Punakaiki, on the Tasman Coast north from Greymouth, .is an example. We knew there was some kind of geologic anomaly there on the edge of the Paparoa National Park and planned to spend a little time to explore. What we found was a large chuck of coastline littered with towering limestone monoliths. These huge, dramatically-sculptured stones are comprised of hundreds of 2-3 inch layers called "pancake rocks". Although geologists have competing theories about their formation, there's still some mystery about how they developed. We spent several hours at Punakaiki and decided to camp there. The lush, lovely campground was right on the ocean, where we watched the sunset on the beach as we waited for the coals on our little barbeque to get ready. It
In Okarito Lagoon
Two hour paddle to see native birds
was a sweet evening with the Southern Cross and Milky Way as clear as a bell overhead.
Sunday dawned with low clouds, so we spent a cosy few hours in a e-mail cafe down the road, catching up on our cyber-lives, sipping coffee, hoping that the clouds would burn off. It didn't happen, so we headed down the road to Cape Foulwind, where we hiked at the edge of Tauranga Bay to a point overlooking a permanent colony of 80 or so magnificient fur seals. Dozens of 4 month-old-seal pups scurried over steep rocks and dove into the water. If seals taunt and tease, it was definitely happening that day!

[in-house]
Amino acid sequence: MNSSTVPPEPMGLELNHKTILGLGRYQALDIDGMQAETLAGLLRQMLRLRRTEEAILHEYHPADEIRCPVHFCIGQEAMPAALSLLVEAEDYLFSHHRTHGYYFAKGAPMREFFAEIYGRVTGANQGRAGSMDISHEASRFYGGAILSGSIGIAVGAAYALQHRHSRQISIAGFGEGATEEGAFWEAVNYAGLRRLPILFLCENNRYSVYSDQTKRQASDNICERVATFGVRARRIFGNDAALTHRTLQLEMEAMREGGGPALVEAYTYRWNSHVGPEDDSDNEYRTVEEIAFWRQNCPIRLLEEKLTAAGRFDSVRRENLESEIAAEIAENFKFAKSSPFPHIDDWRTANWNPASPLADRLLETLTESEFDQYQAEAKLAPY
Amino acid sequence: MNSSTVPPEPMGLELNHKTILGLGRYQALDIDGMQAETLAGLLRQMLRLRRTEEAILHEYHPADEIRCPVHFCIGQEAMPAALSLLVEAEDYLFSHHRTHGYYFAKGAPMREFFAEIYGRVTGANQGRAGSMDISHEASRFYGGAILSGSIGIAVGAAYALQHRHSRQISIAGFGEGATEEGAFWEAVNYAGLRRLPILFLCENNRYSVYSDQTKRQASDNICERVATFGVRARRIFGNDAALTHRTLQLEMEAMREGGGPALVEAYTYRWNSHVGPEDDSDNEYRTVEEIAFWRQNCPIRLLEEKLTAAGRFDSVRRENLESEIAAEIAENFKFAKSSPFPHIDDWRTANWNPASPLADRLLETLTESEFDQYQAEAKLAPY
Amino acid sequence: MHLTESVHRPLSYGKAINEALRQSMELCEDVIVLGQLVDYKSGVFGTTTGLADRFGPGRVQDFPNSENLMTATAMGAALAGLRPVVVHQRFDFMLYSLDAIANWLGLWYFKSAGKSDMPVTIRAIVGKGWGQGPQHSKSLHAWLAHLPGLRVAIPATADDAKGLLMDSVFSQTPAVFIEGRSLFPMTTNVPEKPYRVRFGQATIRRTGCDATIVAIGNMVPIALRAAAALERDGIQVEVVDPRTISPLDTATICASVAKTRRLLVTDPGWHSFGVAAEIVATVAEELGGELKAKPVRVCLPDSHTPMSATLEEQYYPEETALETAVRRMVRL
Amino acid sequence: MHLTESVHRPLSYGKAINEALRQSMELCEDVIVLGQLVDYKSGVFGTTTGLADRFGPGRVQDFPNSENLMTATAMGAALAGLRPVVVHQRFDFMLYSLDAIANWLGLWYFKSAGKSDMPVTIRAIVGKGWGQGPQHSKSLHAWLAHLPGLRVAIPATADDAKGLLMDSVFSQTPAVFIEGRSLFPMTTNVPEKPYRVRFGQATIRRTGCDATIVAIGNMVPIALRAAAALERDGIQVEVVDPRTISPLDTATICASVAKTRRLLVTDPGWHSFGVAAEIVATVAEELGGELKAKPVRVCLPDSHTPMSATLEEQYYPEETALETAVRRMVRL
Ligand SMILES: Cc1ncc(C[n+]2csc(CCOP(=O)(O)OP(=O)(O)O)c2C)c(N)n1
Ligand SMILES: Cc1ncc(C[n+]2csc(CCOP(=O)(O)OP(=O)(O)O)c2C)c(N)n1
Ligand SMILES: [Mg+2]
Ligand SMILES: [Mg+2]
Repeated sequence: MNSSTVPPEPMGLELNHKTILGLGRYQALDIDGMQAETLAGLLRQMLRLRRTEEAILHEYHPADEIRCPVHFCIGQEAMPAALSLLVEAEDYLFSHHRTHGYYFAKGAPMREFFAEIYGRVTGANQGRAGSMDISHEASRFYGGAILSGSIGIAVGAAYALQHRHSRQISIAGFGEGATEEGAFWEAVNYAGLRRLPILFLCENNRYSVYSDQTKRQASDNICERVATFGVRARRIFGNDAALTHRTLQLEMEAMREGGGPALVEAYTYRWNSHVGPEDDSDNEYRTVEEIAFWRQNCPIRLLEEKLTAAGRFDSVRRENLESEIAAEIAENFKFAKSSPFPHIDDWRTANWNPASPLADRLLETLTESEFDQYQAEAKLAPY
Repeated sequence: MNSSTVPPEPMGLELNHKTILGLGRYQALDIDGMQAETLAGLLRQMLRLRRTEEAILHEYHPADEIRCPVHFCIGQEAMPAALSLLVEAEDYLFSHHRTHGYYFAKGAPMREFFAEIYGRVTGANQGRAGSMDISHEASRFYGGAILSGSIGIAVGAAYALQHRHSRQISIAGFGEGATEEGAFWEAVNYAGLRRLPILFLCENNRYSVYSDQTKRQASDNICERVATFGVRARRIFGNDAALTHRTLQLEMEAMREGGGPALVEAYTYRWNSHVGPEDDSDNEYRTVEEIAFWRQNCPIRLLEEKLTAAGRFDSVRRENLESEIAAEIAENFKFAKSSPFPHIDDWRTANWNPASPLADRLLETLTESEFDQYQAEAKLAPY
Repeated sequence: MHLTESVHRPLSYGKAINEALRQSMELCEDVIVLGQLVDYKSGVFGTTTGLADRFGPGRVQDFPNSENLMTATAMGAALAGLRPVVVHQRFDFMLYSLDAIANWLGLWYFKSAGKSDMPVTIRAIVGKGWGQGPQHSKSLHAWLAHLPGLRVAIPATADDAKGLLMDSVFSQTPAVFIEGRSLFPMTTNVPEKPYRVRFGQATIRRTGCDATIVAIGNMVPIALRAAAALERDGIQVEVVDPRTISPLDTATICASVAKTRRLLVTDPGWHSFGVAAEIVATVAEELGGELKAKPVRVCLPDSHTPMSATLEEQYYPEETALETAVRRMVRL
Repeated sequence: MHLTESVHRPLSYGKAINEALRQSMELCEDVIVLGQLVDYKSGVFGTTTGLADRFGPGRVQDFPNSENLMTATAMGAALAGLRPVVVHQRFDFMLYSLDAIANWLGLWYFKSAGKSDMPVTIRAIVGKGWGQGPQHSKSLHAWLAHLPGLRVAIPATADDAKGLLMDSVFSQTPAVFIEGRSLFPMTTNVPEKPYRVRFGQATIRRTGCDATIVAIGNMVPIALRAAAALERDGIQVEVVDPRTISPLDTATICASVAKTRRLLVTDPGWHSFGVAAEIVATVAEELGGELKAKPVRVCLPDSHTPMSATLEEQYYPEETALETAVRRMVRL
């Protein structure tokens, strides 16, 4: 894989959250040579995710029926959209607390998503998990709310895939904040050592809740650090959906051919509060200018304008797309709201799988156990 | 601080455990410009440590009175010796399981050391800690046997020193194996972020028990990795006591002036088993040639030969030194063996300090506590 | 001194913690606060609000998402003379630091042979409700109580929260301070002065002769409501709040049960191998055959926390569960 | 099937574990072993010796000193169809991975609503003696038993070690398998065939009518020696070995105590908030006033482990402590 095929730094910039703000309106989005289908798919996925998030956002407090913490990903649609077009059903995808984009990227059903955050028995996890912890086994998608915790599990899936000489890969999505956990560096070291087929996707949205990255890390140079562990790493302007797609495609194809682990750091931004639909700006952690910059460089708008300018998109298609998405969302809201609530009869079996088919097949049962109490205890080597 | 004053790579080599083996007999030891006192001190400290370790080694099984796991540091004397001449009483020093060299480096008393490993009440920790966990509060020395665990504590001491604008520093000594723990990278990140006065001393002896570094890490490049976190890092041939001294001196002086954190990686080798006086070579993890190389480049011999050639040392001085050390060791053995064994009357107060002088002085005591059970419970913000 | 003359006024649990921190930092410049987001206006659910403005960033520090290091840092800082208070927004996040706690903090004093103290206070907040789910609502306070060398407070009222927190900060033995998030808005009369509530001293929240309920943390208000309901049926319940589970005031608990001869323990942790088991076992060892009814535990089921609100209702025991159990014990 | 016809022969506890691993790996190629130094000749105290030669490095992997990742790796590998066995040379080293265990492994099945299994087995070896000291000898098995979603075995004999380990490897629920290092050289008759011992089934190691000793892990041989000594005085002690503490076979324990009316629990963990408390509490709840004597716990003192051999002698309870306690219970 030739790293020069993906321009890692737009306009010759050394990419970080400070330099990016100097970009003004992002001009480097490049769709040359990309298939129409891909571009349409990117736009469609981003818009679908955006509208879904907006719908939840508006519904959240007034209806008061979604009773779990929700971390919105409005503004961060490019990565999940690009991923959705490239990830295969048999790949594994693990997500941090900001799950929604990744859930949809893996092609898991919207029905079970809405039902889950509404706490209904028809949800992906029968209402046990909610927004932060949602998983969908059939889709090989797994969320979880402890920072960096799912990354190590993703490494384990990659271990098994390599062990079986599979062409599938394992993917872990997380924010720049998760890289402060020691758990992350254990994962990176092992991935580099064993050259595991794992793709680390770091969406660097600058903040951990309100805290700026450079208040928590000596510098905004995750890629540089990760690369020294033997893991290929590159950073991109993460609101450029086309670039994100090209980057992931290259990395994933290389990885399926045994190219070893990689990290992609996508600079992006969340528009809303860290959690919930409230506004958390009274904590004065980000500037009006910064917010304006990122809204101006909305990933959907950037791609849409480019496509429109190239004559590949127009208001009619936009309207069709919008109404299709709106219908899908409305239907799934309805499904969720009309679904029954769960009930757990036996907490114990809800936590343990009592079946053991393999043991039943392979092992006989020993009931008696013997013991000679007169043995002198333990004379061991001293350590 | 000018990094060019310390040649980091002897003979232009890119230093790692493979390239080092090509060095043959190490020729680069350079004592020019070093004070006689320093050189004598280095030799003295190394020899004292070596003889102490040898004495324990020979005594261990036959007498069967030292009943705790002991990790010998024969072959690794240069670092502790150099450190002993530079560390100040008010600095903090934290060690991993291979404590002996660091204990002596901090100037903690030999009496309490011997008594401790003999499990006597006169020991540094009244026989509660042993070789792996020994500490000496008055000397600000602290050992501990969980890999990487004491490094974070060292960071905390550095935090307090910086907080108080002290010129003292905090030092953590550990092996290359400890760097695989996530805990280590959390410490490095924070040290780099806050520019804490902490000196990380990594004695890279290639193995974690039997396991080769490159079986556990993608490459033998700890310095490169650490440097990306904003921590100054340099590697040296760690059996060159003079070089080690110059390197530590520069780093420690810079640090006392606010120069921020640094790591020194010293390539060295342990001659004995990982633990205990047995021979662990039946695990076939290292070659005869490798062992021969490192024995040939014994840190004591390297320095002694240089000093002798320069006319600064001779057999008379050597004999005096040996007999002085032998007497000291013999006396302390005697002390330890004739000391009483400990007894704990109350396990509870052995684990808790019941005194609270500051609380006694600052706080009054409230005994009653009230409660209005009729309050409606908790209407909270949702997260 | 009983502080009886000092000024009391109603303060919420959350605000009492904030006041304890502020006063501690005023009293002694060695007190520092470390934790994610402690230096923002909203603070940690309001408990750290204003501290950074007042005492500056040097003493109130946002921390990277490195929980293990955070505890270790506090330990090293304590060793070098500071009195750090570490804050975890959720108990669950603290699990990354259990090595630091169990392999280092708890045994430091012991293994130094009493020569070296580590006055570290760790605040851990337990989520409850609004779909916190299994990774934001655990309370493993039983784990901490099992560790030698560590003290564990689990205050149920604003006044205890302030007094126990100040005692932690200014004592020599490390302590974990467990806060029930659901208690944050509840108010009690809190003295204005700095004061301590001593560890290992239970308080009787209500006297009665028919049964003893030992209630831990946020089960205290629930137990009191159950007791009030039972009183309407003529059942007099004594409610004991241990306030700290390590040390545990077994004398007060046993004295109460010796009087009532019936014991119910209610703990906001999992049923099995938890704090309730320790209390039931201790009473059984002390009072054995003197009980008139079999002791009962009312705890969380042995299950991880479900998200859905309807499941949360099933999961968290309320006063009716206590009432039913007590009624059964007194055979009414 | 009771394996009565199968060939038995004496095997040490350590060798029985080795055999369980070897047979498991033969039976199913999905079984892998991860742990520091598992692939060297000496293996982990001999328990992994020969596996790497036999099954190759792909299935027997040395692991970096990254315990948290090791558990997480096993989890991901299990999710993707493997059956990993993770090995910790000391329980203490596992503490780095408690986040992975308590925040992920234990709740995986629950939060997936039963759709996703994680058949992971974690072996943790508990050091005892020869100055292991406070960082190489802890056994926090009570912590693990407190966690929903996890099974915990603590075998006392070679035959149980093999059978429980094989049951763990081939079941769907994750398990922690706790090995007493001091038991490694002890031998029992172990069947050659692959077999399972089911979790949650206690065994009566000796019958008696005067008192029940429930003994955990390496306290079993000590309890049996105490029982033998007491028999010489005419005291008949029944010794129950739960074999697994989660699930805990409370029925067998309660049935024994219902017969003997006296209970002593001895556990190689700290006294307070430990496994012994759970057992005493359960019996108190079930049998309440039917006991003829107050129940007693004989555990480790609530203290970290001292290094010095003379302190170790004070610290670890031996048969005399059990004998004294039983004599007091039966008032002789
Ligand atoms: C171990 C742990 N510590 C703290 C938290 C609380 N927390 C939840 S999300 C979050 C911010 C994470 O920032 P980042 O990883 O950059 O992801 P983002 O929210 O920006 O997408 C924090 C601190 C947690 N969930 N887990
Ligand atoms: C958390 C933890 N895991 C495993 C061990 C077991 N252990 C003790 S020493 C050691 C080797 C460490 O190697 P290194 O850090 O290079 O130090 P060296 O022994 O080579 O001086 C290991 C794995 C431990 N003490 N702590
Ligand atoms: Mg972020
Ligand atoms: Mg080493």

From Cape Foulwind, our lumbering VHWT followed the road east away from the coast, winding on narrow ledges above the Buller River. The cloudy day muted the fall colors, but it didn't deter the merciless sandflies. When we stopped to walk across the Buller River on a 110-meter long swingbridge, we were swarmed by the nasty varmints. Tonight we are camping in a kayakers' campground still on the Buller River. The skies are clearing, the Southern Cross is peeking through the clouds, and tomorrow we head to city
of Nelson and the Marlborough Sound, crossing our fingers that they live up to their reputation for sunny, subtropical weather. Thus we begin our last week in this stunning land.
Tot: 0.847s; Tpl: 0.062s; cc: 11; qc: 49; dbt: 0.0256s; 1; m:saturn w:www (188.8.131.52); sld: 2;
; mem: 1.4mb